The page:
For years now Apple’s attempted to kickstart mass production of these chips at Taiwan Semiconductor Manufacturing Company (TSMC), the world’s largest independent semiconductor foundry, to no avail.
As TSMC continues to cope with yield issues, technological hurdles and scale, rival Samsung is said to have landed orders for Apple’s A9 processor set to appear inside next year’s iPhone and iPad devices.
According to a new report by DigiTimes, the somewhat accurate Taiwanese trade publication, the sophisticated microprocessor will be fabbed on Samsung’s advanced 14-nanometer process technology, albeit not exclusively… Read More
By Cody Lee on Jun 11, 2014
As expected, touchscreen chipmaker has announced that it will be buying Renesas SP Drivers, the sole supplier of display chips for the iPhone. The deal is said to be worth $475 million—around the same price Apple was rumored to bid for the company earlier this year.
For those unfamiliar with Renesas, it’s a joint venture between Powerchip and Sharp that specializes in building LCD drivers for small and mid-sized LCD panels. These chips determine a display’s quality, and typically account for around 10% of a device’s battery usage… Read More
By Christian Zibreg on May 27, 2014
Apple has failed to follow through with its rumored acquisition of the chipmaker Renesas Electronics’ mobile display chip division, Renesas SP Drivers. Reuters reported Tuesday that the iPhone maker has definitely lost its bid to acquire Renesas to Synaptics, a company that builds touchpads and touchscreens for an array of mobile and desktop devices.
The development is especially newsworthy given that Synaptics was once an Apple supplier (the company is not listed on Apple’s list of 2014 suppliers). Basically, this means that the powerful consumer electronics powerhouse has gotten outbid by one of its former suppliers… Read More
By Christian Zibreg on May 26, 2014
It’s been speculated for years that Macs which run ARM-based processors instead of Intel chips have been in internal testing for quite some time.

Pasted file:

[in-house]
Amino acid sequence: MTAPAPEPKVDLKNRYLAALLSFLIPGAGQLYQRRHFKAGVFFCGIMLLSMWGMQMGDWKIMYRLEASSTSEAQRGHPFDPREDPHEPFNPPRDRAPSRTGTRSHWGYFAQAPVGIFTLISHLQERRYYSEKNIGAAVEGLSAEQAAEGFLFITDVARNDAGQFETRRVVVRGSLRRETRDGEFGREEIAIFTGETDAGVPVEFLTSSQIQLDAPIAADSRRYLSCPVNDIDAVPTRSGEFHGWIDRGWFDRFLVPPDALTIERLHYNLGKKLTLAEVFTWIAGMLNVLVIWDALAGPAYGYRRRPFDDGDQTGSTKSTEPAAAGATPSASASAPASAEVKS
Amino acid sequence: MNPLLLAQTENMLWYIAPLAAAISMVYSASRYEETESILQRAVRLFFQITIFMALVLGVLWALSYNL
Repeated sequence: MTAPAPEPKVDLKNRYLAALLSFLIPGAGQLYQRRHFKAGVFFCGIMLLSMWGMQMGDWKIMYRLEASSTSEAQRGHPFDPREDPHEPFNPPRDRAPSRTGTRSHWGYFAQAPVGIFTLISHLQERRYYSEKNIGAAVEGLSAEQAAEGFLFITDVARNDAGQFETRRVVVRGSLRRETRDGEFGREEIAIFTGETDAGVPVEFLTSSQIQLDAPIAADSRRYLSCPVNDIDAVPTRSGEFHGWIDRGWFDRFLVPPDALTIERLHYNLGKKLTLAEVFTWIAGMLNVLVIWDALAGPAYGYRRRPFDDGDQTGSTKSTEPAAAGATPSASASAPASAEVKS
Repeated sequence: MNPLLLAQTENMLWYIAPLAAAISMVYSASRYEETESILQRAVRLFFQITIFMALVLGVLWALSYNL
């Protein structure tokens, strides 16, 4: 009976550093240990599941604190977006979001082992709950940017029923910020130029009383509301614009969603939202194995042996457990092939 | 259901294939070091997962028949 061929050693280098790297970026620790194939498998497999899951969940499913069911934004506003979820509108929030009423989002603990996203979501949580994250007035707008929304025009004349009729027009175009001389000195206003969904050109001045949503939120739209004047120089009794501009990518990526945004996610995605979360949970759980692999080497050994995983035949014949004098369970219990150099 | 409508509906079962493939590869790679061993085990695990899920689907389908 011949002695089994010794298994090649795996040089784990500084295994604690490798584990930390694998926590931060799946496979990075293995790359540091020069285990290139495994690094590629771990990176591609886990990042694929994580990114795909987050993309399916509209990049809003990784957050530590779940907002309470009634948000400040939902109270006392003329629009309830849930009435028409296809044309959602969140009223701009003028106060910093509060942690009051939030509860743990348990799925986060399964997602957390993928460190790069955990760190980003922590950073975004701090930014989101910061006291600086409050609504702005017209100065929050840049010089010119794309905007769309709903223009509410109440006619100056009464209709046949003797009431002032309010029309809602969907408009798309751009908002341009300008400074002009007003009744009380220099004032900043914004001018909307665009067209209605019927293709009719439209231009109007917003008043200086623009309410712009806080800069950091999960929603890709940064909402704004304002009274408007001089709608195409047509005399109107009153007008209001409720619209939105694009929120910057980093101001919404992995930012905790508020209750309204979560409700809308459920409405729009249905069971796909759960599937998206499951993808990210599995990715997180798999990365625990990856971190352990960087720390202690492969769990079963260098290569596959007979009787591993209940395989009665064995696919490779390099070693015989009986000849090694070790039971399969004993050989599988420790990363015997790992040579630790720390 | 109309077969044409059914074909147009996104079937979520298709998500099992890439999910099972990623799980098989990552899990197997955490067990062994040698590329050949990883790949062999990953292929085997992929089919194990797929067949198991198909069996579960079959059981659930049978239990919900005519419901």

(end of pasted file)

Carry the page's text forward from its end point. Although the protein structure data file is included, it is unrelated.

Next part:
This weekend a French publication has resurrected the rumor, claiming that the iPhone maker is indeed actively prototyping several ARM-based Mac models.
Moreover, the company is also working on a brand new keyboard which integrates the Magic Trackpad, Apple’s multitouch trackpad currently available as a standalone $69 accessory. But why would Apple transition from Intel to ARM-based chips and what benefits would such a major brain transplant bring to your daily computing?
Read on for the full reveal… Read More
By Christian Zibreg on Apr 18, 2014
As Apple continues to move anything it can away from Samsung as a result of heightened competition, fierce rivalry and an ugly patent spat between the two technology giants, Samsung seems to be doing the opposite, hoping to to please Apple’s enormous appetite for mobile processors powering iOS devices.
More than a thousand in-house Apple engineers design chips like the A7 processor and the M7 motion coprocessor. The former, the mobile industry’s first 64-bit processor, serves as the engine that drives the latest crop of iOS devices like the iPad Air, the iPad mini with Retina display and the iPhone 5s.
To manufacture these things in volume according to its blueprints, Apple relies on some of the biggest of the chip-making services known as foundries because it doesn’t have or operate its own semiconductor plant, an investment upward of $10 billion.